Elizabeth Warren Says ‘I Am Sorry For Harm I Have Caused’ While Addressing Native American Presidential Forum

'Like anyone who’s being honest with themselves, I know that I have made mistakes,' Warren said.

Elizabeth Warren (D-MA) speaks at the Frank LaMere Native American Presidential Forum
Stephen Maturen / Getty Images

'Like anyone who’s being honest with themselves, I know that I have made mistakes,' Warren said.

Elizabeth Warren apologized to a group of Native Americans on Monday, saying that she’s sorry for the “harm” she’s caused, Yahoo News reports.

The Massachusetts Senator and 2020 Democratic candidate for president appeared at the Native American Presidential Forum in Sioux City, Iowa, this week, in part to address the controversy over having claimed to have Native American ancestry, likely erroneously.

As previously reported by The Inquisitr, Warren, who was born and raised in Oklahoma, claimed on her paperwork at both the University of Pennsylvania and then Harvard that she had Native American ancestry. Whether or not she gained any advantage academically or professionally for this is unclear, according to a 2017 Politifact report. Harvard, however, might have derived some advantage, obliquely and intangibly, from Warren’s claim. According to a 2012 Boston Herald report, Warren’s supposed Native American ancestry was once claimed by Harvard officials as proof of the school’s diversity.

Her claim of Native American ancestry would later, however, become a thorn in her side, in no small part because Donald Trump has continually called her “Pocahontas” over the claim.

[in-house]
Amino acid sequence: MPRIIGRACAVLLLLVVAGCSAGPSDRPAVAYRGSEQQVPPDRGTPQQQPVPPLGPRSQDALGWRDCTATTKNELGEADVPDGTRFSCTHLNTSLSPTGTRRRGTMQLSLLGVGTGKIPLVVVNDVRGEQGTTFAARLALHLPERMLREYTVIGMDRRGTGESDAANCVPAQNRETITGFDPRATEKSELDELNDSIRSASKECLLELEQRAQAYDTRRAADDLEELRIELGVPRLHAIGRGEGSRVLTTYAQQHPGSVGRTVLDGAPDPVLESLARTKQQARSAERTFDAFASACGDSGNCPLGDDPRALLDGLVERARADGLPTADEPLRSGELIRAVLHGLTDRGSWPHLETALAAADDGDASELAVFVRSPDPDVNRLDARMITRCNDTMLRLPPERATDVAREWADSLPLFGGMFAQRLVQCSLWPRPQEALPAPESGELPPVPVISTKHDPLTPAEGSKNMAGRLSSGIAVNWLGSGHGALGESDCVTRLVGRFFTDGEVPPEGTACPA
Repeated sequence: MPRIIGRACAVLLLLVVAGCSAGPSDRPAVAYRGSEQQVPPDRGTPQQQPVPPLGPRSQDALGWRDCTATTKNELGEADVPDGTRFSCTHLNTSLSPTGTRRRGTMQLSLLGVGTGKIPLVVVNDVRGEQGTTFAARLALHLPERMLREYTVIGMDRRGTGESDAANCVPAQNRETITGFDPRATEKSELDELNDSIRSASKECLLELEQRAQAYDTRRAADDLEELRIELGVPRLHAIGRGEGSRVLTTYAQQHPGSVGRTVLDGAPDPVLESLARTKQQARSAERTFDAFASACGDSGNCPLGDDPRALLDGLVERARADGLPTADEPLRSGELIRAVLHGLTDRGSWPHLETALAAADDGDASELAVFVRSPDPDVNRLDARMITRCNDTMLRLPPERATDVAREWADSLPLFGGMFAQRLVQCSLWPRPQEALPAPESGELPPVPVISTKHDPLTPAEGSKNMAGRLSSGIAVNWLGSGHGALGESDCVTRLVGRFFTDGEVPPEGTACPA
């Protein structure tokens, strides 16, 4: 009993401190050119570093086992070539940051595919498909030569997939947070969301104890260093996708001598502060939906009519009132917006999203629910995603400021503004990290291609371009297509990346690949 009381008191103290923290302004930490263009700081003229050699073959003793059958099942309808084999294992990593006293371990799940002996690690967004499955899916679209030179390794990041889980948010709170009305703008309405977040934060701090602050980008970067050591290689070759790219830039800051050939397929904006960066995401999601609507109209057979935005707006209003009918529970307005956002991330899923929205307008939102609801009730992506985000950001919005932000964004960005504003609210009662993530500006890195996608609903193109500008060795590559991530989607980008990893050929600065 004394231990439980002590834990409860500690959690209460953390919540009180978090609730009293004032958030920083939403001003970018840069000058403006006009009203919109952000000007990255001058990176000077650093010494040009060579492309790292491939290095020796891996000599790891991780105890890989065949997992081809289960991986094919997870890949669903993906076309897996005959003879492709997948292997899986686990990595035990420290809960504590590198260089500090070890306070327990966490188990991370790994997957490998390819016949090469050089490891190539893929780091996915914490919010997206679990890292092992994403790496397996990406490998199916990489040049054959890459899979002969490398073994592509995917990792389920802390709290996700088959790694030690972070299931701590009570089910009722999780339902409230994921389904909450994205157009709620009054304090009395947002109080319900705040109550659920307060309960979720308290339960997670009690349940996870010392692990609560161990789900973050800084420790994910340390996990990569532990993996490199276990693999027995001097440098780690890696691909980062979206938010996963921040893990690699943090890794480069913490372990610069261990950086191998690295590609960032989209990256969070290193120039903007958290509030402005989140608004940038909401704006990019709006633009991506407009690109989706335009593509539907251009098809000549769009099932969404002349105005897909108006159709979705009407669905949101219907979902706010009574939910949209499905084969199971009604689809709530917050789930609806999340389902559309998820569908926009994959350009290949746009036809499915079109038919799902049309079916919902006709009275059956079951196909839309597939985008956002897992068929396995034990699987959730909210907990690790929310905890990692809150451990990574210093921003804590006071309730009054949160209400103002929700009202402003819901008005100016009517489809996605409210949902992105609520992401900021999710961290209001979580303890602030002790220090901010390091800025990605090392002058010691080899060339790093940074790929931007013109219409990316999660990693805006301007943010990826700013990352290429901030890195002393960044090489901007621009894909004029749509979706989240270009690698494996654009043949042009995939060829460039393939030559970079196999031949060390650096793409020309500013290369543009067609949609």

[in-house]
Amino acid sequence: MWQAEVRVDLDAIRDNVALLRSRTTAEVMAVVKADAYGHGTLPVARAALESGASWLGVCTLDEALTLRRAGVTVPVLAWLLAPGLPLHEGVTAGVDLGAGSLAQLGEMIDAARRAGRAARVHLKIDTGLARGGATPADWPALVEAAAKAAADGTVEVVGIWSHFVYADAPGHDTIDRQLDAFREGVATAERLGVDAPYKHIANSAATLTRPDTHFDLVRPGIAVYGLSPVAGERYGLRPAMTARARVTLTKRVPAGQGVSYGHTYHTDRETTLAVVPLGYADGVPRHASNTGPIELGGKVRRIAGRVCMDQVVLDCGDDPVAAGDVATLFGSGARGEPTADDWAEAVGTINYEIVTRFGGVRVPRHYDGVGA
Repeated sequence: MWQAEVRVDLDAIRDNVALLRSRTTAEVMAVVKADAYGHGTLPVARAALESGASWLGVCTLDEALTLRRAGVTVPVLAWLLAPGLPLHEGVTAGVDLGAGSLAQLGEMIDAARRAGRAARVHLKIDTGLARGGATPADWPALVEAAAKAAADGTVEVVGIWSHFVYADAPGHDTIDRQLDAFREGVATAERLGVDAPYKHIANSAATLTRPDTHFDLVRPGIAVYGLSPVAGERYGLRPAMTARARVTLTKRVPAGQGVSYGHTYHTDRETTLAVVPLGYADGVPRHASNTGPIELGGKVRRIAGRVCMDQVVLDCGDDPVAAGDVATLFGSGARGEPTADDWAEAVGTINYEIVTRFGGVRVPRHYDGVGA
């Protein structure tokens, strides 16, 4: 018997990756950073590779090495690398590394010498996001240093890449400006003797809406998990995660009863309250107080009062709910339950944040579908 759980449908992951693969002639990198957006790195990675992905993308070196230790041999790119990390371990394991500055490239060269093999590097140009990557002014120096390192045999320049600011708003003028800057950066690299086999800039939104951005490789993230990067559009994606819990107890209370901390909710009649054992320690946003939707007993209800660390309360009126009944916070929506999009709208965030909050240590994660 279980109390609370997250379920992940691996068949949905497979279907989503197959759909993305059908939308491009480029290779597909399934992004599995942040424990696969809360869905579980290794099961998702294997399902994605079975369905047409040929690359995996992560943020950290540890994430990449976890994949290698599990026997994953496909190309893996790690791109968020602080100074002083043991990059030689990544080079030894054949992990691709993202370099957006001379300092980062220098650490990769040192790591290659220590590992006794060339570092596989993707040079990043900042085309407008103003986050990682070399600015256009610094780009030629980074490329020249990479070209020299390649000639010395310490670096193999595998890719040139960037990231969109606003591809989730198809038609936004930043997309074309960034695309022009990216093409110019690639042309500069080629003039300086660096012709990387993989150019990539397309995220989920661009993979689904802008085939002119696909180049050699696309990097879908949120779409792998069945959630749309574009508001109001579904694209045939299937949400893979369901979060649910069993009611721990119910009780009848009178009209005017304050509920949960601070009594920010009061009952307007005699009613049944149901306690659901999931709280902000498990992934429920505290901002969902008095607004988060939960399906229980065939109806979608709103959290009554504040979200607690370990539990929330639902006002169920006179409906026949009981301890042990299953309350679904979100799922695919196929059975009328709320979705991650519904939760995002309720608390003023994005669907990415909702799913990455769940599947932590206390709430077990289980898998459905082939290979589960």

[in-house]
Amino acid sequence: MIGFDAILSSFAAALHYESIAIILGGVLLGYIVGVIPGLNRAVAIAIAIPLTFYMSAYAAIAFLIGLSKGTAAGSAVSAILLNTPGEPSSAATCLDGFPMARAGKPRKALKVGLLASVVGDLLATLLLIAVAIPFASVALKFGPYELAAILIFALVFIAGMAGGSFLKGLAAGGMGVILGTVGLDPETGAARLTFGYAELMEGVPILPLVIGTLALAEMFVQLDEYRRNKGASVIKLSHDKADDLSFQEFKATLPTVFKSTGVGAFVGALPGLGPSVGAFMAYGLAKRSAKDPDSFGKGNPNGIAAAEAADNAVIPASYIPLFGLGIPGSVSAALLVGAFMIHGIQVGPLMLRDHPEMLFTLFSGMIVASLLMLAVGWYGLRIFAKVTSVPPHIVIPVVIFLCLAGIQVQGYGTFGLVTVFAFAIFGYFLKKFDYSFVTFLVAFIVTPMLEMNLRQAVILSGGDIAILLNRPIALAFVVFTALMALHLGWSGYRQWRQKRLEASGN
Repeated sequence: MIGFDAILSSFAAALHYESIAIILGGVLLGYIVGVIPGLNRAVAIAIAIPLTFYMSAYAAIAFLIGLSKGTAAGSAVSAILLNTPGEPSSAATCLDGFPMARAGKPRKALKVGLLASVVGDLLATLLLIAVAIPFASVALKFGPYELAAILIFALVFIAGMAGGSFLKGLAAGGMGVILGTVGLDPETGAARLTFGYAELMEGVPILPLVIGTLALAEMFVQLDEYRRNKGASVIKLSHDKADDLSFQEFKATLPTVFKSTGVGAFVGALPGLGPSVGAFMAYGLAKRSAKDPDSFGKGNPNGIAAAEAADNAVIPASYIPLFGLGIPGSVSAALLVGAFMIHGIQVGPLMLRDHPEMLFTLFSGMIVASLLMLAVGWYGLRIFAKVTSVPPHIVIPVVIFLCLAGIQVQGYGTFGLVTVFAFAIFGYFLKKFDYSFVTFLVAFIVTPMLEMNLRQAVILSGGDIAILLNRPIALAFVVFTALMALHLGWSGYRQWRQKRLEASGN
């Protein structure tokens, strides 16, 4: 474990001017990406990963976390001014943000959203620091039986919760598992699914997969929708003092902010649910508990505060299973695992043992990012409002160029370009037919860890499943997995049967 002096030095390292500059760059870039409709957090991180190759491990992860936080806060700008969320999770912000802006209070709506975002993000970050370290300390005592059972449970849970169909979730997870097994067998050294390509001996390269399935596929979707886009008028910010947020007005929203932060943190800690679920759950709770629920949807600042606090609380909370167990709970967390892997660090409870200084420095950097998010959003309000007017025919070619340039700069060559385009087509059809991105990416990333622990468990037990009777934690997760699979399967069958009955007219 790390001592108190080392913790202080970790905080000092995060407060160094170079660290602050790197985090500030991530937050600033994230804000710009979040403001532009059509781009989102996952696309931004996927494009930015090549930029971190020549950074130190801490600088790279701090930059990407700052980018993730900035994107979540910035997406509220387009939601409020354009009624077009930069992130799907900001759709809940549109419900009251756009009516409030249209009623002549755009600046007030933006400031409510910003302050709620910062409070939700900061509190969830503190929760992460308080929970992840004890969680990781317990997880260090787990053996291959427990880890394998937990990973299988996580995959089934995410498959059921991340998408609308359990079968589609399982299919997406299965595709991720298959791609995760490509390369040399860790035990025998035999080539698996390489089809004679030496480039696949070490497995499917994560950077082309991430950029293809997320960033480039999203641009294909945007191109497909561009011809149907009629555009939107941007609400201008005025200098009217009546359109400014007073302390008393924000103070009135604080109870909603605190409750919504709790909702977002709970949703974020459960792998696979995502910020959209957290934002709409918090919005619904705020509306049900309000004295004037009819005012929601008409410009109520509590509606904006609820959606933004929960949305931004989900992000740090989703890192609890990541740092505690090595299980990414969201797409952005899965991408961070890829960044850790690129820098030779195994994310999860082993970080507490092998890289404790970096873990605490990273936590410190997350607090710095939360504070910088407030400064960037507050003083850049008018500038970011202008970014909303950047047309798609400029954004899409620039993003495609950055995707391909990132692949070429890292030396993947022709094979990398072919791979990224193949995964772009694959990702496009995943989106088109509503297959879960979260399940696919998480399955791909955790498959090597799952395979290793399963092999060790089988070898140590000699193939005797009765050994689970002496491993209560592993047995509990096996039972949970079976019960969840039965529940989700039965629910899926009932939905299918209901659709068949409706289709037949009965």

To make matters worse, Warren took a commercial ancestry DNA test, which found that she did have a Native American ancestor, likely six to 10 generations ago. She stated that the test was “proof” that her claims of Native American ancestry weren’t false. However, taking the test was largely seen as an embarrassing and unnecessary political misstep, and the Cherokee Nation, for its part, characterized it as “inappropriate and wrong.”

Warren later apologized to the Cherokee Nation. The Nation said in a statement that her apology was accepted.

On Monday, she apologized to the Native American community at large. She was introduced by New Mexico Democrat Deb Haaland, who is one of two Native Americans in Congress.

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“Like anyone who’s being honest with themselves, I know that I have made mistakes. I am sorry for harm I have caused. I have listened, and I have learned a lot.”

The crowd appeared to accept her apology, as it was met with applause.

Warren’s spurious claims of Native American ancestry don’t seem to have become a factor in her presidential campaign, yet. Despite concerns that her campaign could be derailed before it even begins, Warren’s poll numbers have steadily increased since she announced her candidacy.

That’s not to say that Donald Trump is prepared to retire the “Pocahontas” label if Warren eventually becomes the Democratic Party nominee. Trump told supporters in New Hampshire last week that if Warren gets the nomination, he’ll “revive” the “Pocahontas” label.